injunction costs in representative suits such as this one. One district court, however, did consider
the issue in the context of a DCCPPA suit, brought on behalf of “each individual District of
Columbia consumer,” seeking both damages and injunctive relief related to AOL’s pricing
policy. Breakman, 545 F. Supp. 2d at 100. AOL calculated that “its time and resources [for
complying with the injunction] would total $255,800” and estimated that plaintiff’s “complaint
[would] reach 28,451 consumers in the District of Columbia.” Id. at 100, 106. The court held
that “when a court looks to the compliance costs of a defendant to determine the amount in
controversy in an action where separate and [distinct] claims are presented on behalf of multiple
parties, ‘the cost running to each plaintiff must meet the amount in controversy requirement.’”
Id. at 106 (quoting Lovell v. State Farm Mut. Auto. Ins. Co., 466 F.3d 893, 898 (10th Cir. 2006)).
Since “the cost running to each District of Columbia consumer [was] $ 8.99,” the Court
remanded the suit. Id.
This Court, faced with a putative class action arising under DCCPPA, was persuaded by
Breakman and determined that, “for defendants to carry their burden to establish the amount in
controversy, they must show that the costs of the injunction that run to each plaintiff individually
exceed the jurisdictional amount.” Witte, 104 F. Supp. 3d at 6. The only distinction from that
case is that, in this case, plaintiff is a nonprofit organization bringing suit on behalf of the
“general public,” rather than an individual acting on behalf of a putative class of consumers.
Mindful of the narrow construction it must give the removal statute, the Court is not persuaded
that the way a lawsuit is framed–as a private attorney general action by a nonprofit versus as a
putative class action by an individual–should determine whether federal jurisdiction lies.
Most importantly, defendants’ argument that this Court should consider their total
compliance costs in calculating the amount in controversy would circumvent the nonaggregation principle articulated in Snyder and Zahn. In Snyder the Court held that “[t]he
separate and distinct claims of two or more plaintiffs cannot be aggregated in order to satisfy the
jurisdictional amount requirement” except “in cases in which two or more plaintiffs unite to
enforce a single title or right in which they have a common and undivided interest.” Snyder, 394
U.S. at 335; see Zahn, 414 U.S. at 294 (“When two or more plaintiffs, having separate and
distinct demands, unite for convenience and economy in a single suit, it is essential that the
demand of each be of the requisite jurisdictional amount; but when several plaintiffs unite to
enforce a single title or right, in which they have a common and undivided interest, it is enough
if their interests collectively equal the jurisdictional amount.” (quoting Troy Bank v. G.A.
Whitehead & Co., 222 U.S. 39, 40-41 (1911))). Although the Court spoke in terms of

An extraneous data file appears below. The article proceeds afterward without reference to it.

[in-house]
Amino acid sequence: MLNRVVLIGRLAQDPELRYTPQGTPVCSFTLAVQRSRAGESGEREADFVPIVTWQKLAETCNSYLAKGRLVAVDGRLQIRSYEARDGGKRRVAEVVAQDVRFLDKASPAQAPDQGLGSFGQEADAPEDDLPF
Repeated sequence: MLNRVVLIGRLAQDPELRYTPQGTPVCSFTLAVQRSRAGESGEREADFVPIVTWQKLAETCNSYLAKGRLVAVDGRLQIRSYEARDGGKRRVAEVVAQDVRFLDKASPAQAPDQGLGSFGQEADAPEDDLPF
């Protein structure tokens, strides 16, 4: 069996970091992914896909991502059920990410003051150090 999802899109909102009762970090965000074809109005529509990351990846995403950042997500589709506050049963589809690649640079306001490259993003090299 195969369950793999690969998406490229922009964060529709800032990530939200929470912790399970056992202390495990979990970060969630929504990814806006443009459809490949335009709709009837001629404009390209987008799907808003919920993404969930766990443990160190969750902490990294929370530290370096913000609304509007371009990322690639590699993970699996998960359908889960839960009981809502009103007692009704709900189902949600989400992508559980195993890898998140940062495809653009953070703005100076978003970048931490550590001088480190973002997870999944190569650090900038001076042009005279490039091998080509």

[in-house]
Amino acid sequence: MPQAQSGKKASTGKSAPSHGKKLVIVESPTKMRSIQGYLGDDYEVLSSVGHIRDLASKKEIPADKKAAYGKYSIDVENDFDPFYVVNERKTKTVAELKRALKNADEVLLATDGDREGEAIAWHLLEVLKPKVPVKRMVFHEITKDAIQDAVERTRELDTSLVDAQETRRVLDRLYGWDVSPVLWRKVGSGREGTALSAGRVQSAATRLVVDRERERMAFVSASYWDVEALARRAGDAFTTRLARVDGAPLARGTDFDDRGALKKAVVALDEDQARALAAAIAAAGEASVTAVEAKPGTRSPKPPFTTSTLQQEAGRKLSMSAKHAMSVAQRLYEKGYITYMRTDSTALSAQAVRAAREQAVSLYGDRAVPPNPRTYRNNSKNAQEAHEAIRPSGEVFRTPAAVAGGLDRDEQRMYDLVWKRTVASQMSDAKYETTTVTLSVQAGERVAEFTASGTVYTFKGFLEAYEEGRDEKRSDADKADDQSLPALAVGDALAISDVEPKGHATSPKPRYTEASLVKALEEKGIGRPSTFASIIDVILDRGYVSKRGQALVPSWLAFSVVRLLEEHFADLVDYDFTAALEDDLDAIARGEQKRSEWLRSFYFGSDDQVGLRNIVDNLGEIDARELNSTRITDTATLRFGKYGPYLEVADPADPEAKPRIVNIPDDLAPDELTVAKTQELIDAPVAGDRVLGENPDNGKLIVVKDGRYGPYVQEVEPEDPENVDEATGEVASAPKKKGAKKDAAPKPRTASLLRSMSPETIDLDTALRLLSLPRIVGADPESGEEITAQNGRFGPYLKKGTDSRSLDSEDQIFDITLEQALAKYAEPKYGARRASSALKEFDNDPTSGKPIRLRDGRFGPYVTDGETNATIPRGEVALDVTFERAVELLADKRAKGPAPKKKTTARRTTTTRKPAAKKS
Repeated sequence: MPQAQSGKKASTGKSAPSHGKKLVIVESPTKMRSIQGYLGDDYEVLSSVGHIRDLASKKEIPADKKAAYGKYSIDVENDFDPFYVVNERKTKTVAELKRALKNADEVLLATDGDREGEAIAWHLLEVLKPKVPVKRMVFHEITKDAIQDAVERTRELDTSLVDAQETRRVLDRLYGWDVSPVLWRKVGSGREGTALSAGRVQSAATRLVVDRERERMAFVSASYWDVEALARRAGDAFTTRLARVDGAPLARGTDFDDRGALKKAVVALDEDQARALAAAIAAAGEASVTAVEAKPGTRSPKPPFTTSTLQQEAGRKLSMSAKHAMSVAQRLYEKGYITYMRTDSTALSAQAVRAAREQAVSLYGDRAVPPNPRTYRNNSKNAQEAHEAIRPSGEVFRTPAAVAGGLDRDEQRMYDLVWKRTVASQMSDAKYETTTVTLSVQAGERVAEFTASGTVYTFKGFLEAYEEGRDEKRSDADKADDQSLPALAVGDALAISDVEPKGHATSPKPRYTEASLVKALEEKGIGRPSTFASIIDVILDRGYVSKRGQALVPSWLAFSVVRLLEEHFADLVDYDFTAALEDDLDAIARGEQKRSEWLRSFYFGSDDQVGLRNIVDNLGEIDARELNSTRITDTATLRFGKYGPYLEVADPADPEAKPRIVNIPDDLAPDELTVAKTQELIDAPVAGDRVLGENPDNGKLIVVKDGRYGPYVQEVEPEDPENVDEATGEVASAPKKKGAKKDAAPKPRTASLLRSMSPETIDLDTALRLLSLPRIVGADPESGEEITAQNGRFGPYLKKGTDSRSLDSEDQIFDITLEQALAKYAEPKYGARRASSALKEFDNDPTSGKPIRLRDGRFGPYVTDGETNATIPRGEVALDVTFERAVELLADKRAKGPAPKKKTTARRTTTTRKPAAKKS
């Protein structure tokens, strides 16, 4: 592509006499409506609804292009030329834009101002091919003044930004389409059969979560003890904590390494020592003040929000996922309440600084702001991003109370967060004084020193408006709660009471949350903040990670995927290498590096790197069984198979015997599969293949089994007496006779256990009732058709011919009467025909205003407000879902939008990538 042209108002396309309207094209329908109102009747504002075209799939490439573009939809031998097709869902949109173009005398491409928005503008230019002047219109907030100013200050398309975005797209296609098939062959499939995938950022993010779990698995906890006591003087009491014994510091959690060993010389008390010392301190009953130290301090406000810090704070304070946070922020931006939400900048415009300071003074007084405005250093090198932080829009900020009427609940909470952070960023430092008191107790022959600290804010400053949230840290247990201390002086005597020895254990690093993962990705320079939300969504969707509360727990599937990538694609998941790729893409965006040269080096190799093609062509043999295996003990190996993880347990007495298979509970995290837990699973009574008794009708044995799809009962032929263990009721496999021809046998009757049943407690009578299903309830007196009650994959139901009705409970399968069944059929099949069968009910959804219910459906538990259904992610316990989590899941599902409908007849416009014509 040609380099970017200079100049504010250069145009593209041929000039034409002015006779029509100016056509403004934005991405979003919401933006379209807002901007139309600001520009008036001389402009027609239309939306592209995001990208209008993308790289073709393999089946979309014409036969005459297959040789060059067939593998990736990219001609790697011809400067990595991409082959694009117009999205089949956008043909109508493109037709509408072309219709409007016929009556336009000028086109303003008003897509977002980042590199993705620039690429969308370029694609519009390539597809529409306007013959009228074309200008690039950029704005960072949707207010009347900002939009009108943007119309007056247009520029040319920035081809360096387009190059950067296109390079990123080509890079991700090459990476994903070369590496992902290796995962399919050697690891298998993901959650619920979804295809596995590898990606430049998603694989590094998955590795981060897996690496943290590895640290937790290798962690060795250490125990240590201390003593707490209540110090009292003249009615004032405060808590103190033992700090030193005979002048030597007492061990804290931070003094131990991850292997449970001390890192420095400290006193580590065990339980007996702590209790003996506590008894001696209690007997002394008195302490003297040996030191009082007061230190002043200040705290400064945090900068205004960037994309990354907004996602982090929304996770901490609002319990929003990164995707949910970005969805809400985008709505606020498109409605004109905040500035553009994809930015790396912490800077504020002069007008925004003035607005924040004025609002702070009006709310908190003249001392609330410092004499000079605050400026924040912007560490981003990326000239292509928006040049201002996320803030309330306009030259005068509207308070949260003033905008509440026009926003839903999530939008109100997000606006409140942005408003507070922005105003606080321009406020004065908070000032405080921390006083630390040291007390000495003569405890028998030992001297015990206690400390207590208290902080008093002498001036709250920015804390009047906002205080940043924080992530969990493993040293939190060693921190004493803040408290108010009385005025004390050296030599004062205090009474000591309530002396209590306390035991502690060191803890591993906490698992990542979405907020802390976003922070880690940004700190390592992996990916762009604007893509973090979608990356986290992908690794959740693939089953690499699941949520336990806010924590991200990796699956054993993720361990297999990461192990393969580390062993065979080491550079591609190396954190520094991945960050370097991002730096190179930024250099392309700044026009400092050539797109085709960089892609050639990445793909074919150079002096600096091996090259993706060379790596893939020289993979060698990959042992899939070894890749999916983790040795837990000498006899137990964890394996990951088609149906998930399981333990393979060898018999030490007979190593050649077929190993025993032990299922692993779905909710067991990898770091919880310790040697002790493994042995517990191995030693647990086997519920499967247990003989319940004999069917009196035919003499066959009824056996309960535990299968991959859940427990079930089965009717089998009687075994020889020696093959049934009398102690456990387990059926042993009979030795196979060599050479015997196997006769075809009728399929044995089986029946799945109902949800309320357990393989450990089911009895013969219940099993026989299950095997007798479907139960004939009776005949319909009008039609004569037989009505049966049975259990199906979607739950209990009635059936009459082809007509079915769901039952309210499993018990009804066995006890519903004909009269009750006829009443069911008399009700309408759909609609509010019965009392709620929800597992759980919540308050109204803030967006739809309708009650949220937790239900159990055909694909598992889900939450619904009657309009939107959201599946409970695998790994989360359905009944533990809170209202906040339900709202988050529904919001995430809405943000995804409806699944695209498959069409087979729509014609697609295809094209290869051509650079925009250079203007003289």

“plaintiffs” in Synder and Zahn, the rationale extends equally to actions brought by nonprofit
groups where the beneficiaries need not be added as parties to the lawsuit.
Defendants further contend that aggregation is proper as the “interest Plaintiff asserts is a
‘common and undivided’ one” that would require the same actions by defendants regardless of
the number of claimants. (Opp’n at 15.) However, this is not a case where no member of the
“general public” could enforce the right at issue in the absence of the others. See Nat’l Org. for
Women v. Mut. of Omaha Ins. Co., 612 F. Supp. 100, 106 (D.D.C. 1985) (citation omitted)
(plaintiffs share “common and undivided interest if individual members of the class could not as
a matter of law bring suit other than in a representative capacity”); Troy Bank of Troy, Ind., v.
G.A. Whitehead & Co., 222 U.S. 39, 41 (1911) (“[P]laintiffs have a common and undivided
interest,  which neither can enforce in the absence of the other.”). Indeed, defendants concede
that a NAS “consumer” or individual who “purchased or received” NAS cigarettes could bring a
DCCPPA suit. (Opp’n at 16 (citing D.C. Code § 28-3905(k)(1)(A)–(B)).) Accordingly, to
determine the amount in controversy from the defendants’ perspective, the cost of compliance
must be divided among the beneficiaries of the injunction.
The Court must consider whether the total cost of compliance divided among the
beneficiaries still meets the amount in controversy. Defendants argue that the maximum number
of beneficiaries of the injunction (that is, the appropriate denominator) would be 60% of the
estimated 3,297 adult NAS smokers, based on plaintiff’s allegation that 50-60% of consumers
are misled by defendants’ advertising. (Opp’n at 25.) However, in arguing the amount in
controversy is still met, defendants improperly use the $5 billion estimated brand value as the
total cost of the injunction (that is, the numerator). The costs reasonably attributed to the
injunction–$900,000– divided by the number of beneficiaries falls well below the $75,000
threshold. 9 Thus, defendants have not shown that the amount in controversy is satisfied, and this
Court cannot exercise jurisdiction in this matter. See Witte, 104 F. Supp. 3d at 6.
FEES AND COSTS
Plaintiff seeks “just costs and any actual expenses, including attorney fees, incurred as a
result of the removal.” (Mot. at 9 (quoting 28 U.S.C. § 1447(c)).) A court may award such fees
if the removing party lacks “an objectively reasonable basis for seeking removal.” Martin v.
Even using defendants’ figure of 60% of the estimated 3,297 adult NAS smokers, the
costs of compliance to the defendant would be $454.96 per beneficiary.
Franklin Cap. Corp., 546 U.S. 132, 141 (2005). Given the lack of controlling precedent in this
Circuit and the factual novelty presented by this case, and notwithstanding the thrust of the
opinions of the district courts in this Circuit, defendants did not lack an “objectively reasonable
basis for removal.” Therefore, the Court concludes that an award of attorneys’ fees is not
appropriate for this action.
Accordingly, plaintiff’s Motion for Remand to State Court and for Attorneys’ Fees and
Costs will be GRANTED IN PART AND DENIED IN PART. The matter will be remanded
to D.C. Superior Court, but the request for attorneys’ fees is denied. A separate Order [ECF No.
20] accompanies this Memorandum Opinion.
/s/ Ellen Segal Huvelle
ELLEN SEGAL HUVELLE
United States District Judge
Date: February 8, 2017